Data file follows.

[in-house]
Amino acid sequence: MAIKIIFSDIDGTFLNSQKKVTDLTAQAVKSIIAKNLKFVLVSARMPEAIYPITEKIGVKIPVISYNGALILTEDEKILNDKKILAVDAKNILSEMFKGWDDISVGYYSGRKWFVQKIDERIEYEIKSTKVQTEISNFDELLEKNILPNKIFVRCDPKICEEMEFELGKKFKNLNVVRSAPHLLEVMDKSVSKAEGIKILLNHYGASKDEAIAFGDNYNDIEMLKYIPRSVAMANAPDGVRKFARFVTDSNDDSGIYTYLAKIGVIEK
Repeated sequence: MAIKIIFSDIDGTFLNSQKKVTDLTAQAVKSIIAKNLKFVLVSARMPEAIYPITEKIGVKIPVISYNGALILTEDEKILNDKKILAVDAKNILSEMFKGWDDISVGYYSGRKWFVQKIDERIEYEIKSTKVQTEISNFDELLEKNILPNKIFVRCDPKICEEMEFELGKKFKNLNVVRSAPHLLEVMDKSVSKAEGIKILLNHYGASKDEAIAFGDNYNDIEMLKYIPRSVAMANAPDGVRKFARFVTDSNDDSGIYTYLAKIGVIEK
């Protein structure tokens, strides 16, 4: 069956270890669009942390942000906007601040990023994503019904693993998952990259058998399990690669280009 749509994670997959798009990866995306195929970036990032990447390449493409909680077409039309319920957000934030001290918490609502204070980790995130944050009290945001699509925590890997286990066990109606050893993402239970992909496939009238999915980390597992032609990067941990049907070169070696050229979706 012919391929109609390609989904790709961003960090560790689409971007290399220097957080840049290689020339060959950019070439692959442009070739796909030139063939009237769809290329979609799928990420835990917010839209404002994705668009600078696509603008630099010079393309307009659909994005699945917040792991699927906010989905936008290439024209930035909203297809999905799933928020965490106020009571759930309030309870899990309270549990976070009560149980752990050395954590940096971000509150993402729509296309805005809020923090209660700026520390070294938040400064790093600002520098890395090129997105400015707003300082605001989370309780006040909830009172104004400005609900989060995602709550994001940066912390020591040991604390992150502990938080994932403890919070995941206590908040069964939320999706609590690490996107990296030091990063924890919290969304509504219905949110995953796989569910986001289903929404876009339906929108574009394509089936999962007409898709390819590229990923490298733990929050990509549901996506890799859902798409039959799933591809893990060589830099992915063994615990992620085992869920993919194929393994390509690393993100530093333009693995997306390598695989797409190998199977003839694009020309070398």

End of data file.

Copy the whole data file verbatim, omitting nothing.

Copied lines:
[in-house]
Amino acid sequence: MAIKIIFSDIDGTFLNSQKKVTDLTAQAVKSIIAKNLKFVLVSARMPEAIYPITEKIGVKIPVISYNGALILTEDEKILNDKKILAVDAKNILSEMFKGWDDISVGYYSGRKWFVQKIDERIEYEIKSTKVQTEISNFDELLEKNILPNKIFVRCDPKICEEMEFELGKKFKNLNVVRSAPHLLEVMDKSVSKAEGIKILLNHYGASKDEAIAFGDNYNDIEMLKYIPRSVAMANAPDGVRKFARFVTDSNDDSGIYTYLAKIGVIEK
Repeated sequence: MAIKIIFSDIDGTFLNSQKKVTDLTAQAVKSIIAKNLKFVLVSARMPEAIYPITEKIGVKIPVISYNGALILTEDEKILNDKKILAVDAKNILSEMFKGWDDISVGYYSGRKWFVQKIDERIEYEIKSTKVQTEISNFDELLEKNILPNKIFVRCDPKICEEMEFELGKKFKNLNVVRSAPHLLEVMDKSVSKAEGIKILLNHYGASKDEAIAFGDNYNDIEMLKYIPRSVAMANAPDGVRKFARFVTDSNDDSGIYTYLAKIGVIEK
């Protein structure tokens, strides 16, 4: 069956270890669009942390942000906007601040990023994503019904693993998952990259058998399990690669280009 749509994670997959798009990866995306195929970036990032990447390449493409909680077409039309319920957000934030001290918490609502204070980790995130944050009290945001699509925590890997286990066990109606050893993402239970992909496939009238999915980390597992032609990067941990049907070169070696050229979706 012919391929109609390609989904790709961003960090560790689409971007290399220097957080840049290689020339060959950019070439692959442009070739796909030139063939009237769809290329979609799928990420835990917010839209404002994705668009600078696509603008630099010079393309307009659909994005699945917040792991699927906010989905936008290439024209930035909203297809999905799933928020965490106020009571759930309030309870899990309270549990976070009560149980752990050395954590940096971000509150993402729509296309805005809020923090209660700026520390070294938040400064790093600002520098890395090129997105400015707003300082605001989370309780006040909830009172104004400005609900989060995602709550994001940066912390020591040991604390992150502990938080994932403890919070995941206590908040069964939320999706609590690490996107990296030091990063924890919290969304509504219905949110995953796989569910986001289903929404876009339906929108574009394509089936999962007409898709390819590229990923490298733990929050990509549901996506890799859902798409039959799933591809893990060589830099992915063994615990992620085992869920993919194929393994390509690393993100530093333009693995997306390598695989797409190998199977003839694009020309070398």